SYDNEY: Australia on Tuesday announced a Aus$89 billion (US$65 billion) shipbuilding package to construct new frigates and patrol boats locally, with a decision on an international supplier for replacement submarines made “in coming months”.
The “continuous shipbuilding” proposal, which involves the replacement of frigates, patrol boats and submarines over two decades, is expected by the government to keep up to 2,500 jobs in the sector in what Prime Minister Tony Abbott said was “a very historic announcement”.
“Previous Australian governments have announced that individual ships or classes of ships will be built here in Australia,” Abbott said at a press conference.
“What we are announcing today is basically a fleet build here in Australia, centred on (South Australia).”
Abbott would not give new details about the ongoing search for an international supplier to design and build the nation’s next generation of submarines to replace its ageing diesel and electric-powered Collins Class fleet, which are set to be retired from about 2026 onwards.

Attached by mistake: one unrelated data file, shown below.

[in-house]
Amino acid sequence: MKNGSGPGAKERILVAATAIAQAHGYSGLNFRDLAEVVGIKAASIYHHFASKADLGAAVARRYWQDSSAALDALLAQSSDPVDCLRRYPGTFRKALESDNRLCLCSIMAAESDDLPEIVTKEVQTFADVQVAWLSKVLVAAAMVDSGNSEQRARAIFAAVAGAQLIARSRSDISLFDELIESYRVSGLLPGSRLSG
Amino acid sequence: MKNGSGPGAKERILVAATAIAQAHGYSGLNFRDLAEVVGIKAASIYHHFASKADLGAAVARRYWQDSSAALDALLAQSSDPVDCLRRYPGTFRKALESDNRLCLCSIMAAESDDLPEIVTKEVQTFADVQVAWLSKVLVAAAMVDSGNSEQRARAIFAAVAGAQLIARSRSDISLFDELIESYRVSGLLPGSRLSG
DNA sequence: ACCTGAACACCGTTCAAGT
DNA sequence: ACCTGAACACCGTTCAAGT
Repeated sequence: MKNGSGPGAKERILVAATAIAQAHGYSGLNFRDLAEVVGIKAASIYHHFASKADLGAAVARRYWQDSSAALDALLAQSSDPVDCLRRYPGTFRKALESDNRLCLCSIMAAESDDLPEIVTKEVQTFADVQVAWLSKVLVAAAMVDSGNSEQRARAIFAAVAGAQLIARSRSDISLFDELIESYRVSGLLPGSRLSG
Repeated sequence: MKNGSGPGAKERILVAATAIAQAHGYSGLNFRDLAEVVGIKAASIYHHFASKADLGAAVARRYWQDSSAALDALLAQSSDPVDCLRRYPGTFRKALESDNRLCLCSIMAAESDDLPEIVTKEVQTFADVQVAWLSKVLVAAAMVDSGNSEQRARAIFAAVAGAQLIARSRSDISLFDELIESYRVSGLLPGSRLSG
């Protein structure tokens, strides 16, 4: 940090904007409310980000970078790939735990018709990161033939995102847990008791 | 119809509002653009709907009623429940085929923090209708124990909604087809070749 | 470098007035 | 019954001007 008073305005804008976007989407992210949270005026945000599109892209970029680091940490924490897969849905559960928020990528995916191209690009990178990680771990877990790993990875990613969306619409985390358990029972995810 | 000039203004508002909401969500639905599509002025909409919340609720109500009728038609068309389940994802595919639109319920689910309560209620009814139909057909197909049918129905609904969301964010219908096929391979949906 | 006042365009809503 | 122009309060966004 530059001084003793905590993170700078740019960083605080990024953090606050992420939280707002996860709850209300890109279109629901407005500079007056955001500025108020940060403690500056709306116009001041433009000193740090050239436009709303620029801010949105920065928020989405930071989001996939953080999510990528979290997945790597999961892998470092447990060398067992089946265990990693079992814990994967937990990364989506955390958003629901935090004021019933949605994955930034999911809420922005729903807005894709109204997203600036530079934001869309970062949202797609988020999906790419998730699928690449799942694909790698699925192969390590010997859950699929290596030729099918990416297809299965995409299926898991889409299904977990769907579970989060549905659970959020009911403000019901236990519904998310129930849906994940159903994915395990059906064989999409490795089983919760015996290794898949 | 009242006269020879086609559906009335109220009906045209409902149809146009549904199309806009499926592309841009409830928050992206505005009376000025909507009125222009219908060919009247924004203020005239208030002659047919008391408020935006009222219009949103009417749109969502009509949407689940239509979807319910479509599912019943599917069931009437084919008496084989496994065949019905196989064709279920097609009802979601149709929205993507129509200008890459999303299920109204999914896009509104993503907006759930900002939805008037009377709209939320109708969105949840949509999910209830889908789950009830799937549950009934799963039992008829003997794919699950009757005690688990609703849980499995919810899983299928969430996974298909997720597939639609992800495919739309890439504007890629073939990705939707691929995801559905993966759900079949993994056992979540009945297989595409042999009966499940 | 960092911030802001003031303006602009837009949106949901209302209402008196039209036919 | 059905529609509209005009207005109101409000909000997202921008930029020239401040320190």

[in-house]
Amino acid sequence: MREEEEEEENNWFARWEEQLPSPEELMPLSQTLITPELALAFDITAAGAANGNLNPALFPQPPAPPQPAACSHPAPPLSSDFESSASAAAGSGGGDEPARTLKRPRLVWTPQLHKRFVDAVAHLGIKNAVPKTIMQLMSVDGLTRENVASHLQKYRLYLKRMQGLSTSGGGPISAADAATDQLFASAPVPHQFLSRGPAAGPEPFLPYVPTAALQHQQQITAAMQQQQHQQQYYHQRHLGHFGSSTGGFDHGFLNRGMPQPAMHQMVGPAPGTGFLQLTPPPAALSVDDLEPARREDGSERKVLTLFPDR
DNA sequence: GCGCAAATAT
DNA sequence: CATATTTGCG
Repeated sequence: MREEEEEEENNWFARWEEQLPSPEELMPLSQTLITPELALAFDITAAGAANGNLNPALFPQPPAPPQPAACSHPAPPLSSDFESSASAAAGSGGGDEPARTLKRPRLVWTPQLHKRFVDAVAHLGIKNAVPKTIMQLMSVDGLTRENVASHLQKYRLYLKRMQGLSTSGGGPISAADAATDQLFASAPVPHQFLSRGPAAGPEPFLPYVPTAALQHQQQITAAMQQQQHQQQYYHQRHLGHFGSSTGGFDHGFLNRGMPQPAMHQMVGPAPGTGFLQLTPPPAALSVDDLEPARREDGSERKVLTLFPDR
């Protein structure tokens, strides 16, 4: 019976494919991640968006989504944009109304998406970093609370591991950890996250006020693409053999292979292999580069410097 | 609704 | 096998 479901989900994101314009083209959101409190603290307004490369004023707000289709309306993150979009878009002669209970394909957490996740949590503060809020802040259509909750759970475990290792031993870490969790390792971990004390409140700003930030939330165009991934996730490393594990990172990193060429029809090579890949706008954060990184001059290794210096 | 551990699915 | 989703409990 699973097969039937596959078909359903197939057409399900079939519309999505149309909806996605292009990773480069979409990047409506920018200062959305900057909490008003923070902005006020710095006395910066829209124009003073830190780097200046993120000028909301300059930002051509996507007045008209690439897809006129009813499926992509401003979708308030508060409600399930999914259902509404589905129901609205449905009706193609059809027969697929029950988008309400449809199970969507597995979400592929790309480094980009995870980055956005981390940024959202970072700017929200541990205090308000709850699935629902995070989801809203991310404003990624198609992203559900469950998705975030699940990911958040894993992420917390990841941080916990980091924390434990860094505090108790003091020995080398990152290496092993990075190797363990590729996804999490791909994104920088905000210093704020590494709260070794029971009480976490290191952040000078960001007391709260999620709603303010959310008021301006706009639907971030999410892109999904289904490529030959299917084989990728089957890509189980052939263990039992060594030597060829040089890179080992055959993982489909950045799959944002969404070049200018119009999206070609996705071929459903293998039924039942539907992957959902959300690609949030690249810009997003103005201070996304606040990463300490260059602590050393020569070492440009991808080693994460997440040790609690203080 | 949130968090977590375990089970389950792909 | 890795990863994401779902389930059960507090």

France, Germany and Japan are in the running for the contract, which has been touted as Australia’s biggest-ever defence procurement programme with cost estimates of Aus$50 billion.
But the bidding process has been a source of contention in Australia amid concerns the domestic shipbuilding industry could be fatally hurt if Canberra chooses to buy off-the-shelf submarines internationally.
“What we have asked the various potential partners to give us is a price for a domestic build, a hybrid build and offshore build,” Abbott said.
“Based on what comes back to us in the coming months, we’ll make a decision.”
The shipbuilding package will bring forward the “Future Frigate” programme to replace the current ANZAC class frigates to 2020. The construction of offshore patrol vessels to replace the Armidale class has also been moved forward to 2018.
The total cost was expected to reach about Aus$40 billion, Abbott said.
Defence Minister Kevin Andrews said the establishment of a “continuous shipbuild” domestically reflected the view that Australia’s future naval capability “is at the centrepiece of our strategic concerns and will be at the centrepiece of the forthcoming White Paper on Defence”.
The frigates would be the navy’s workhorses over the next few decades, the navy’s Vice Admiral Tim Barrett added at the same press conference.
The shipbuilding announcement has been seen as an effort to assuage voters in South Australia, which has the highest unemployment rate among Australia’s states at 8.2 percent and is home to most of the country’s major shipbuilding infrastructure.